What to Know About Scoliosis

A leading spine expert shares 10 things parents and caregivers should know about this common, treatable condition.

Image of spine and text saying 10 things you should know about scoliosis

Scoliosis, a common, sometimes hereditary spinal condition, is a curvature of the spine that affects 2% to 3% of the population in the United States, or an estimated 6 to 9 million people. It’s most often detected during adolescence, and it can vary from a slight abnormality to an extreme curve that can affect how a person walks and breathes.

Photo of Dr. Michael Vitale

Dr. Michael Vitale

But with new opportunities for patient care that didn’t exist even a few years ago, Dr. Michael Vitale, chief of pediatric spine surgery at NewYork-Presbyterian Morgan Stanley Children’s Hospital and NewYork-Presbyterian Och Spine Hospital, says providers are better equipped than ever to help stop the curve before it gets to a point where a person needs surgery.

“If your child has scoliosis, don’t be afraid of it,” says Dr. Vitale. “The key is being aware of it and getting the diagnosis early so you can begin treatment. When treated early, there’s a lot of hope for stopping curve progression and allowing kids to live a perfectly active, normal life.”

For Scoliosis Awareness Month in June, Dr. Vitale spoke to Health Matters to share 10 important facts for parents and caregivers of children with scoliosis.

1. Scoliosis is common. It is the most common spinal condition in children.

2. The most common type, adolescent idiopathic scoliosis, starts just before puberty. It is most often detected between the ages of 10 and 15, around the time of a child’s growth spurt — usually a year before a girl gets her period or a boy begins growing hair under his arms or in his groin. Children typically have a spine check each time they have an annual physical with their pediatrician, Dr. Vitale says, and often also by the school nurse.

3. See a specialist. If there’s any asymmetry detected in your child’s shoulders, shoulder blades, spine, or pelvis, see a pediatric spine specialist to have an X-ray performed. If scoliosis is present, the doctor can measure the degree of curvature. This specialization matters, says Dr. Vitale, because a place like NewYork-Presbyterian Och Spine Hospital, which sees a lot of children with scoliosis and employs a number of scoliosis-specific physicians, physical therapists, and orthotists (experts who make braces), will have the depth of experience to diagnose and treat all forms of scoliosis.

4. Early diagnosis is key. Dr. Vitale says treatment for children with a spinal curve of about 25 degrees can be treated without surgery by using scoliosis-specific physical therapy, vitamin D supplementation, and sometimes a brace.

5. A child should wear the brace as recommended for full benefit. Not all braces are the same, says Dr. Vitale, so when a brace is needed, talk to your scoliosis doctor about custom-fitting your child with an external brace (a vest-like garment) to keep the scoliosis from getting worse and to maintain an upright spine. We choose the most effective brace that your child is most likely to wear as prescribed. Your child should wear the brace for 16 to 18 hours every day until he or she stops growing. This will help establish that the spine straightens adequately and will stay straight into adulthood.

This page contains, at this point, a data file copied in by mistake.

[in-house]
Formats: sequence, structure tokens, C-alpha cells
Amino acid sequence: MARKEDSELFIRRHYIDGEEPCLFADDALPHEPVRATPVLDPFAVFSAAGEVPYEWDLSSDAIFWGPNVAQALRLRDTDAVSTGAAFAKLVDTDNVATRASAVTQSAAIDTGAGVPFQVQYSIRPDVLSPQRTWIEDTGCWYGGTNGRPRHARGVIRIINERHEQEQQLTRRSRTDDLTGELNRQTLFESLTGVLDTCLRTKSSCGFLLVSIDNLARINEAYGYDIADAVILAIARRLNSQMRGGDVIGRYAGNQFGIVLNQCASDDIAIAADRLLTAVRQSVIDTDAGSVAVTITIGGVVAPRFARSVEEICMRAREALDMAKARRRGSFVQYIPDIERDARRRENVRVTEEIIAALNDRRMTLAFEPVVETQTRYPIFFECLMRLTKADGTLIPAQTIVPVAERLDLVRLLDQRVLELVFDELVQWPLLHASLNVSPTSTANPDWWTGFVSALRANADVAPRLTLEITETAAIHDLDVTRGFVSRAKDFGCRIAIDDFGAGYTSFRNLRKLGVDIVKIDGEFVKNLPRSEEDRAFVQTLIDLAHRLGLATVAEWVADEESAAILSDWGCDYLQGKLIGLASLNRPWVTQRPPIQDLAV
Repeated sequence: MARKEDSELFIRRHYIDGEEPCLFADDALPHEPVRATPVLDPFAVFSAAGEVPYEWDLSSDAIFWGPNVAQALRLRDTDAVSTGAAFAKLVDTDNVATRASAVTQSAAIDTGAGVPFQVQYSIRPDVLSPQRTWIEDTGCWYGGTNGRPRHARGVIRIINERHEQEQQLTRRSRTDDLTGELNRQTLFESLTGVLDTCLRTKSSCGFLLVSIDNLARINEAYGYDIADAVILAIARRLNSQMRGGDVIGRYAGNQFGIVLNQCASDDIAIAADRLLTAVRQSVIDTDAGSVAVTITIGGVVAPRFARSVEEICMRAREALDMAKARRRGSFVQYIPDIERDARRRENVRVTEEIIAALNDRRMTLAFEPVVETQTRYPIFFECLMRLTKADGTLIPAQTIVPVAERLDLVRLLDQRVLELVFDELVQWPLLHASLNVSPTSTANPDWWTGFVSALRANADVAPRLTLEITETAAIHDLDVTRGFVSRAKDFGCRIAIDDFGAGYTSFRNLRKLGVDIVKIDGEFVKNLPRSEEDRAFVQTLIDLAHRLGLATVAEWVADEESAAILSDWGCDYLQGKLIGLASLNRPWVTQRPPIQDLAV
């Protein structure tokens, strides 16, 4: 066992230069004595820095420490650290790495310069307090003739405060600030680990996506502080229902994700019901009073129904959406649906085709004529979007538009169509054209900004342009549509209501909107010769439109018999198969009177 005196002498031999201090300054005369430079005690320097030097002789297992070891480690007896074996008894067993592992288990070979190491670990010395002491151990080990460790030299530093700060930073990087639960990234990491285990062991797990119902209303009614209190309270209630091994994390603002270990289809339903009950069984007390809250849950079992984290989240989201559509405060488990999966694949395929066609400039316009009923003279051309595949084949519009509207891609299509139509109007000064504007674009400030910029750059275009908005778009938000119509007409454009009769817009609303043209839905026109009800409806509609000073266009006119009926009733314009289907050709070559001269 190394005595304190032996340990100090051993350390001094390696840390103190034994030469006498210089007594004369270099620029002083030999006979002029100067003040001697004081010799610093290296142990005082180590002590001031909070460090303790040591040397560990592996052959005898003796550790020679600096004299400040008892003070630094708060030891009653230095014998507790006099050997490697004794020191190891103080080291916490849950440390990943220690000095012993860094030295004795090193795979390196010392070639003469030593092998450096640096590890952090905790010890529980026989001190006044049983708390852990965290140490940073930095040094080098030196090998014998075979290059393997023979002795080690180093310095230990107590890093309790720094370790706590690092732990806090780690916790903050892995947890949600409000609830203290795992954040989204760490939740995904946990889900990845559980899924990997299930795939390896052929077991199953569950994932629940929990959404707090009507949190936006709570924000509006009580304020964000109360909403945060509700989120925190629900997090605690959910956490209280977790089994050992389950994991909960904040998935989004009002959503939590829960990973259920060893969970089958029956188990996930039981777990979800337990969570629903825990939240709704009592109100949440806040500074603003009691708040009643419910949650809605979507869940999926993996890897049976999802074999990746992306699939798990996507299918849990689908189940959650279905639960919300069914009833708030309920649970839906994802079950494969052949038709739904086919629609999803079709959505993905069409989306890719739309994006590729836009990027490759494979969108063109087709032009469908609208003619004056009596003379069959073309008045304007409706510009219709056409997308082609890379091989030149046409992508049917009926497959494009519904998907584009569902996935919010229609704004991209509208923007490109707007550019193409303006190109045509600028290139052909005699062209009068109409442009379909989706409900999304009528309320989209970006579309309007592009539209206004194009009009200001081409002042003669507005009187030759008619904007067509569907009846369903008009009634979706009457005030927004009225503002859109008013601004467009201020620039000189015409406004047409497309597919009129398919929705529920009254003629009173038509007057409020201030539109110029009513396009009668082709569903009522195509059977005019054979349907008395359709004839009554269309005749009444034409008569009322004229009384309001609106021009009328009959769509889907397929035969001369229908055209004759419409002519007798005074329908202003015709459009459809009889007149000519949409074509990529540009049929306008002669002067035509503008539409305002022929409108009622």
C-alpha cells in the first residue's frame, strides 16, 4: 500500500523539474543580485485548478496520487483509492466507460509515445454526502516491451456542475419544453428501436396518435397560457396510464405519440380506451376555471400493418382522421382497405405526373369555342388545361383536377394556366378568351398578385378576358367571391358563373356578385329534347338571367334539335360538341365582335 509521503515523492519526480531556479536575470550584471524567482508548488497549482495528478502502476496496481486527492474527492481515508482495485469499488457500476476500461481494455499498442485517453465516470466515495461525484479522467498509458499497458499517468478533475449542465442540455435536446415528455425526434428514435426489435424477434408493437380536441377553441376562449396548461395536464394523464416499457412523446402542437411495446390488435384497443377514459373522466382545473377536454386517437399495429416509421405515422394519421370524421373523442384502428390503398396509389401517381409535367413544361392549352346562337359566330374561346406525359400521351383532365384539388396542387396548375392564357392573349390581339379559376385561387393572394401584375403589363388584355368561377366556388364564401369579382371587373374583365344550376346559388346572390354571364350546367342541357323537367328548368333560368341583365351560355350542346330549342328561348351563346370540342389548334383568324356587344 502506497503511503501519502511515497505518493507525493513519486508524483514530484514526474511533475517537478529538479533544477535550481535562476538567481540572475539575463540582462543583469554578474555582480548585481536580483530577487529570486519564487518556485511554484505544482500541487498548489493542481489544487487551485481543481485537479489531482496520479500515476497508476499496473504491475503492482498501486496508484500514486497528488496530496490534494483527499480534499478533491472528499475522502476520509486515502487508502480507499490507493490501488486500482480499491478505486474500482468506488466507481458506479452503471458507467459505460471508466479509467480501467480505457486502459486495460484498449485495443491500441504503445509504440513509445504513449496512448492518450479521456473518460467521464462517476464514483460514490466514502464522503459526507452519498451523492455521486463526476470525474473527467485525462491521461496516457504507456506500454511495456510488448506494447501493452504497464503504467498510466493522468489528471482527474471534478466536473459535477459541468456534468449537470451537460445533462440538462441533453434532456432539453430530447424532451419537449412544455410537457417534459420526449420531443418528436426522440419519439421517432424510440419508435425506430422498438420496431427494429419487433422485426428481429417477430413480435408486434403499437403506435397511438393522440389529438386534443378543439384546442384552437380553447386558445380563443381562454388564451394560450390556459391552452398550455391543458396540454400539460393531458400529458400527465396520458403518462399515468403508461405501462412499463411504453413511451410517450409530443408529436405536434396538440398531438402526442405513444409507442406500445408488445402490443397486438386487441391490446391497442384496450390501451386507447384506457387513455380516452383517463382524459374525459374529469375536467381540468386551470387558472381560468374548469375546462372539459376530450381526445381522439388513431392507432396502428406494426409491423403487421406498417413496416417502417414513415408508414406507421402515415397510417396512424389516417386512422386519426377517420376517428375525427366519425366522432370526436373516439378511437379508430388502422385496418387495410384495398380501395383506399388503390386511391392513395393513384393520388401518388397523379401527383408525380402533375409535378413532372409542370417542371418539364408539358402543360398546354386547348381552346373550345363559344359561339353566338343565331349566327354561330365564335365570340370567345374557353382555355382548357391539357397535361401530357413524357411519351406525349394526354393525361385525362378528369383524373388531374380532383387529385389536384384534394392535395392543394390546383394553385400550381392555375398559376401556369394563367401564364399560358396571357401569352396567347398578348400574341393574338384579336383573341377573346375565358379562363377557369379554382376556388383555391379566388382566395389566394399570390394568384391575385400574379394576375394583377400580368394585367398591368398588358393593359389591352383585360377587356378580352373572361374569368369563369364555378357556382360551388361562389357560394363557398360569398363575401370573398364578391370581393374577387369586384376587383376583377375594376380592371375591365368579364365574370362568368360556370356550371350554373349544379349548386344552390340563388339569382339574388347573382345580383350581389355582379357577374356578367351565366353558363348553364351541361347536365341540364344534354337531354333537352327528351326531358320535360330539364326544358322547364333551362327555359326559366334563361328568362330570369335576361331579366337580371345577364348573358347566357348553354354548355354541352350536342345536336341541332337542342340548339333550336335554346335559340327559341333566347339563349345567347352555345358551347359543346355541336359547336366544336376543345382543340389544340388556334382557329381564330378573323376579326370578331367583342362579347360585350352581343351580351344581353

When caught early, there is a much better chance of slowing or stopping the curve progression of scoliosis in children. Here are some signs and symptoms to look out for that mean you should follow up with your pediatrician or a pediatric spine specialist:

6. Scoliosis-specific physical therapy can help. A physical therapist can teach your child specific exercises and corrective breathing techniques to develop the inner muscles of the rib cage and change the shape of the upper trunk to help slow or stop curve progression.

7. If surgery is needed, there are many treatment options. If your child has a curve of 50 degrees or more, surgery is usually necessary. There are a variety of different approaches depending on the age of your child. For younger children, growing rods are often used — including some that can be periodically lengthened by using magnets to remotely control rods that were implanted in the spine, to avoid additional surgeries. “Tethering” of the vertebrae with screws and cords placed in the spine is a treatment option for somewhat older children who are still growing. Fusing parts of the spine in an operation through the back is the standard of care for most adolescents and teenagers.

8. Scoliosis is not just a cosmetic problem. Scoliosis that remains untreated can get worse. Once the curve hits the 70-degree stage, lung function may be impaired. Curves of 90 degrees or more can worsen both lung and heart function.

9. Children with scoliosis who receive treatment can live normal, active lives. Even in the subset of patients who do need surgery, treatments have continued to evolve and improve and outcomes are typically great, says Dr. Vitale. Often kids can get back to full sports activities, including things like gymnastics and dance.

10. Scoliosis is treatable. There have never been better treatment options for children with scoliosis, says Dr. Vitale. With more accurate body scans, X-rays that use barely any radiation, and more advanced bracing, the sooner treatment starts, the less likely it is that your child will need surgery, and the healthier they will be.

Michael G. Vitale, M.D., is chief of pediatric spine surgery at NewYork-Presbyterian Morgan Stanley Children’s Hospital and NewYork-Presbyterian Och Spine Hospital. He specializes in the non-operative and operative treatment of complex pediatric scoliosis and other spinal disorders, and performs approximately 200 scoliosis procedures every year, half of which are in children less than 8 years of age. 

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